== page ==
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On-line Conformalized Neural Network Ensembles for Probabilistic Forecasting of Day-Ahead Electricity Prices

Core Concepts
A novel approach to probabilistic electricity price forecasting that extends state-of-the-art neural network ensembles through conformal inference techniques, deployed within an on-line recalibration procedure, to achieve improved hourly coverage and stable probabilistic scores.
The content discusses the problem of probabilistic electricity price forecasting (PEPF), which is of increasing interest due to the demand for proper quantification of prediction uncertainty to support operations in complex power markets with increasing renewable generation. The key highlights and insights are: Distributional neural network ensembles have been shown to outperform state-of-the-art PEPF benchmarks, but they lack the required calibration capabilities, failing to pass coverage tests at various prediction horizons. The authors propose a novel approach to PEPF that extends the deep ensemble-based methods through conformal inference techniques, deployed within an on-line recalibration procedure. The developed method leverages asymmetric conformal prediction for regression tasks, enabling flexible step-wise compensations of the upper/lower prediction bands beyond the marginal coverage. It also integrates adversarial conformal inference to address the lack of robustness of conformal prediction under non-exchangeable conditions, such as distribution shifts. The authors explore both quantile regression and distributional neural networks to estimate the conditional quantiles to be calibrated, and employ a uniform vincentization technique for ensemble aggregation. Experiments are conducted on multiple market regions, including the German and Italian day-ahead markets, achieving improved hourly coverage and stable probabilistic scores compared to state-of-the-art benchmarks.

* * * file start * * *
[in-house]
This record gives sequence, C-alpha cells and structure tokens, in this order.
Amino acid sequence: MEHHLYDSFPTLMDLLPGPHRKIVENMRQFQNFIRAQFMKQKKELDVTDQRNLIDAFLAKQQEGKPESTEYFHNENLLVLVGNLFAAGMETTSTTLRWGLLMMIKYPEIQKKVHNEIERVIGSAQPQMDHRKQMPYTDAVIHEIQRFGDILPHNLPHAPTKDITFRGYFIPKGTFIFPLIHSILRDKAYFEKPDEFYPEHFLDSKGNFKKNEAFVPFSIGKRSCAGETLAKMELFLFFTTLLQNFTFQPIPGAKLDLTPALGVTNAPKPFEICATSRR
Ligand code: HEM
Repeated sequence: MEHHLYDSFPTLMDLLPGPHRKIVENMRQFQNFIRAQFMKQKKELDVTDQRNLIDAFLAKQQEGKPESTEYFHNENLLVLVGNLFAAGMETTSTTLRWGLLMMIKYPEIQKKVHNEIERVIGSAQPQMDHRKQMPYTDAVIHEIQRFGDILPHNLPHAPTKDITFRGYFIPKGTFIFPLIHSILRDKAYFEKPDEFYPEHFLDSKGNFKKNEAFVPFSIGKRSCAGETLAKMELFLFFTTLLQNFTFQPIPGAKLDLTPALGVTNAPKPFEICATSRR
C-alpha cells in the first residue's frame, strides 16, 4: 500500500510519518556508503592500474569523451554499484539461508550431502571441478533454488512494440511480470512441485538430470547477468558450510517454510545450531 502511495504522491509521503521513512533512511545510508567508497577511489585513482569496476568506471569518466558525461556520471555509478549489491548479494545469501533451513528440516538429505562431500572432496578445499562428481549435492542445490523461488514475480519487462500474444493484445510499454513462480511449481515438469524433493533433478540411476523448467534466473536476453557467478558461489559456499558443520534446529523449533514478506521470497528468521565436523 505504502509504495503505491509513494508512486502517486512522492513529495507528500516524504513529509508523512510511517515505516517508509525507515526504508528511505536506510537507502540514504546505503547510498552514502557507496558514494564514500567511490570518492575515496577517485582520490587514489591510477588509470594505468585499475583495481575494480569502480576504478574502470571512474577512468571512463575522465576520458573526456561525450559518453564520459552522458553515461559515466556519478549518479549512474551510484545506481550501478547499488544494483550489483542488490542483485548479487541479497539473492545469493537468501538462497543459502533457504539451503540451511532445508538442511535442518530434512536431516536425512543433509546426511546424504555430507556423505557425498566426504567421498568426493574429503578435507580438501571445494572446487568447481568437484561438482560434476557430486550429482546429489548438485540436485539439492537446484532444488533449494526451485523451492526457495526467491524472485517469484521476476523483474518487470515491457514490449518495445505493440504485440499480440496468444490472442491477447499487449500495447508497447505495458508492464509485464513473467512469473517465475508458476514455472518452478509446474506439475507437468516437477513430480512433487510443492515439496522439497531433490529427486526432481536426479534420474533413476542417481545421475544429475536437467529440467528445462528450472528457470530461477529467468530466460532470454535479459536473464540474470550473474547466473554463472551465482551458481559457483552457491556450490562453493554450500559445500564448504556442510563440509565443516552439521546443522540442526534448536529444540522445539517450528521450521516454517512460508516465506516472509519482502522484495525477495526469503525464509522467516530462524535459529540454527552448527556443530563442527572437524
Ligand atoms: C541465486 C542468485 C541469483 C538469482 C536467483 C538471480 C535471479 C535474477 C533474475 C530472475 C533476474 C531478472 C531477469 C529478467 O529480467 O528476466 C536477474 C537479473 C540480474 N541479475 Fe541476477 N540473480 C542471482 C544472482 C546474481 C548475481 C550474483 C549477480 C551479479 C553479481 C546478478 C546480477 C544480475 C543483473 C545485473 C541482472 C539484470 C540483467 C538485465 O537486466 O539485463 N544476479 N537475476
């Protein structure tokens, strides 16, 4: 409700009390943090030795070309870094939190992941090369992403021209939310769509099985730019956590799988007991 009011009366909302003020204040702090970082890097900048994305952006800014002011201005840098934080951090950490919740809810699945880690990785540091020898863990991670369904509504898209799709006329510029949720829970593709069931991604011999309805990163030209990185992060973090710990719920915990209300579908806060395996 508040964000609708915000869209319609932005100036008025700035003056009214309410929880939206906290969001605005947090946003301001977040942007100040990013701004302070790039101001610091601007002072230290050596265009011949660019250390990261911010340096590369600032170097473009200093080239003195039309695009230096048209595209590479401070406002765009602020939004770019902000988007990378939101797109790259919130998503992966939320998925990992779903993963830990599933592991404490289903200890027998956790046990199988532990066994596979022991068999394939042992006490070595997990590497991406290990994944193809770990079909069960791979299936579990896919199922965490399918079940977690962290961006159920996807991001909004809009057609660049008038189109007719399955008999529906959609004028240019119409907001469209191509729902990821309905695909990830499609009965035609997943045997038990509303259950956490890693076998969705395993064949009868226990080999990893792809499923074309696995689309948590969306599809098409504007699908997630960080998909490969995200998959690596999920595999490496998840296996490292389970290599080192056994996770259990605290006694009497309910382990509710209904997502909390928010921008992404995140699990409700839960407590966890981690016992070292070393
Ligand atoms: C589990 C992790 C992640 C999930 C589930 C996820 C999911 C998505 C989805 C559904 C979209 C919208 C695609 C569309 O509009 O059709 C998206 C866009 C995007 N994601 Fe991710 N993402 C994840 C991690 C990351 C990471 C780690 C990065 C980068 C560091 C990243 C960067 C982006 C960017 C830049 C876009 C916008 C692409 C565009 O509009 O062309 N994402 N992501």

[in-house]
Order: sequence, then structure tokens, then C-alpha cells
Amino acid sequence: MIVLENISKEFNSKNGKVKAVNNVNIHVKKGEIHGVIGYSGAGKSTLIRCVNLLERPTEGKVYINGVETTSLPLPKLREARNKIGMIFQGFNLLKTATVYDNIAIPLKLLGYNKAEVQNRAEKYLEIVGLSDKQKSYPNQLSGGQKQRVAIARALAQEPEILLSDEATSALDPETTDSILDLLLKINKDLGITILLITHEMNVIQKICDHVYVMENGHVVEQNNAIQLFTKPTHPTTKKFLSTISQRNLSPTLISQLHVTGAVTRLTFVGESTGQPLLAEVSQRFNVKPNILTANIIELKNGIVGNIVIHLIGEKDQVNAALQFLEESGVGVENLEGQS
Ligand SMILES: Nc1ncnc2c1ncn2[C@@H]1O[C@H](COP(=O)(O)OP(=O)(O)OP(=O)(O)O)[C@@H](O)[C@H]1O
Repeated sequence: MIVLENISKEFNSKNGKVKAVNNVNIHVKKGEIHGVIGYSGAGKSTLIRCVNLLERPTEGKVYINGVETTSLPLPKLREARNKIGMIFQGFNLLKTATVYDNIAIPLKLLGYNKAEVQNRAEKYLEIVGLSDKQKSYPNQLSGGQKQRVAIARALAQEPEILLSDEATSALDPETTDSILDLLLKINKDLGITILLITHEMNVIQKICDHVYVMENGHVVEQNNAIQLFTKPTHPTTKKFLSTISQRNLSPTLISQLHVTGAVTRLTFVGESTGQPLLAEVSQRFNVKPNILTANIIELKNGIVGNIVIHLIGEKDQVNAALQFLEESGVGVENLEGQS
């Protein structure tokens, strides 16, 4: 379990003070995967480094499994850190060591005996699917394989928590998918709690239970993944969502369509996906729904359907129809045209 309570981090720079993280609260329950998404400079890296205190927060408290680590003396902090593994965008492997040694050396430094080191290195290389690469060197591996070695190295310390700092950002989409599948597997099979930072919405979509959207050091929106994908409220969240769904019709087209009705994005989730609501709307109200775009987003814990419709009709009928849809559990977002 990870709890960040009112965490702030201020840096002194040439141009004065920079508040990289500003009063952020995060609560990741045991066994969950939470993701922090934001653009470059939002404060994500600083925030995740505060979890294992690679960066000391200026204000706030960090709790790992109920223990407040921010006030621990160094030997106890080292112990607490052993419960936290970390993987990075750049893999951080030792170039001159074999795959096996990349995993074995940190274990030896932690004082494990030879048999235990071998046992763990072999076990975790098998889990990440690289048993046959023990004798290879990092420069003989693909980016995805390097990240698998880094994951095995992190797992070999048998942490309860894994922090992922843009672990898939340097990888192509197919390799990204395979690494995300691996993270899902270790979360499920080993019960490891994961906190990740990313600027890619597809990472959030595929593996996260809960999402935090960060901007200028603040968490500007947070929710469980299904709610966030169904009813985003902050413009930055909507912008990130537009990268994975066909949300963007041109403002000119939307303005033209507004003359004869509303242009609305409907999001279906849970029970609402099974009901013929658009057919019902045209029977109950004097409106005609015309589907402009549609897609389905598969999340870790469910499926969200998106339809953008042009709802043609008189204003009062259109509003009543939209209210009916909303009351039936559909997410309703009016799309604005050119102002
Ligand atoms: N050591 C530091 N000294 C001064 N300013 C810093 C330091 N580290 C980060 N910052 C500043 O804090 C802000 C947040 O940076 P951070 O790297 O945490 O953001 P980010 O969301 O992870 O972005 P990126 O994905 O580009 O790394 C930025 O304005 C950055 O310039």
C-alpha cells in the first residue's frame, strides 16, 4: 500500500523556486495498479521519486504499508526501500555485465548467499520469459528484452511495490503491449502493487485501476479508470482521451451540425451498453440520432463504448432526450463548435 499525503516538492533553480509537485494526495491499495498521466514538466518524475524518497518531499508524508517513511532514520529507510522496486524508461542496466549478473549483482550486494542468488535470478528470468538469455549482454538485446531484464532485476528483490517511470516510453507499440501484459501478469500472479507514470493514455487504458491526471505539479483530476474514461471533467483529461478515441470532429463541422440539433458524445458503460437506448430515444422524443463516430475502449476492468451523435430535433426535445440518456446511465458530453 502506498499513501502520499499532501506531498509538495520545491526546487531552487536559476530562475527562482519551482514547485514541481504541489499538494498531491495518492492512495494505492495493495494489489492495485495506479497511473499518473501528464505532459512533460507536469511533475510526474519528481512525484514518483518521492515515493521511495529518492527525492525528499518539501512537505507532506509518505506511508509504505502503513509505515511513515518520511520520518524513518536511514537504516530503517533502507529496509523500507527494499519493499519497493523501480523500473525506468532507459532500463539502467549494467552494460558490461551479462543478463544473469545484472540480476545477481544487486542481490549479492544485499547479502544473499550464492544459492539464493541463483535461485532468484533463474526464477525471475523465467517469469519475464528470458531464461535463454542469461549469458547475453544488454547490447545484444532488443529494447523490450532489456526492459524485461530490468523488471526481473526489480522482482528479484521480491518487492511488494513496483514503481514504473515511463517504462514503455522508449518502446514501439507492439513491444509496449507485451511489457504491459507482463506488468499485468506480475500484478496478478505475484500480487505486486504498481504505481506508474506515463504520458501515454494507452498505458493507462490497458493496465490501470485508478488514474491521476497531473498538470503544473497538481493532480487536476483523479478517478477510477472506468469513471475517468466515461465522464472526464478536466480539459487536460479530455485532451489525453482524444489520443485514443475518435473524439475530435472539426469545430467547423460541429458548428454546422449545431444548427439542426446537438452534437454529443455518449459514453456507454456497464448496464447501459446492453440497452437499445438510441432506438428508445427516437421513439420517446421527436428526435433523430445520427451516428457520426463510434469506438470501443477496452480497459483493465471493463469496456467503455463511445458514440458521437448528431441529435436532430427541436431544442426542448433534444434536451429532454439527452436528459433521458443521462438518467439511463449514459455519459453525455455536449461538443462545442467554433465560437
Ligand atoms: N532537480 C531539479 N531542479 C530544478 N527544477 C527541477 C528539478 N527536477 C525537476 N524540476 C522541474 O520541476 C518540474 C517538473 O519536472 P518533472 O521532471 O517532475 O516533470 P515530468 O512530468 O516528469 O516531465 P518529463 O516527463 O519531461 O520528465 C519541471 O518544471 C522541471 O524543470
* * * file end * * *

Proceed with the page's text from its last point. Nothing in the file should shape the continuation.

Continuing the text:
The content does not provide specific numerical data or metrics, but rather focuses on the methodological development and experimental evaluation of the proposed probabilistic electricity price forecasting approach.
The content does not contain any striking quotes that support the key logics.

Deeper Inquiries

What are the potential implications of the proposed approach for real-world power market operations and decision-making processes

The proposed approach of using conformal inference-based techniques for probabilistic electricity price forecasting (PEPF) has significant implications for real-world power market operations and decision-making processes. By incorporating conformal prediction methods into neural network ensembles for PEPF, the reliability and accuracy of forecasting models can be enhanced. This improvement in forecasting accuracy can directly impact the decision-making processes of utilities, retailers, aggregators, and large consumers in liberalized energy markets. One key implication is the ability to provide more accurate and reliable forecasts of day-ahead electricity prices, which are crucial for bidding strategies, optimal generation and asset management, energy-aware planning, and scheduling. With the increasing share of renewable energy sources in the generation mix and the complex dynamics of power markets, having probabilistic forecasts with quantified prediction uncertainty is essential for risk optimization, stochastic optimization, and scenario analysis before trading. The use of conformal inference-based techniques can also lead to improved operational efficiency and cost savings for companies operating in power markets. By providing sharper and more calibrated probabilistic forecasts, decision-makers can make more informed and strategic decisions, leading to better market participation and overall performance in the energy sector.

How could the performance of the conformal inference-based PEPF method be further improved, for example, by exploring alternative neural network architectures or ensemble combination techniques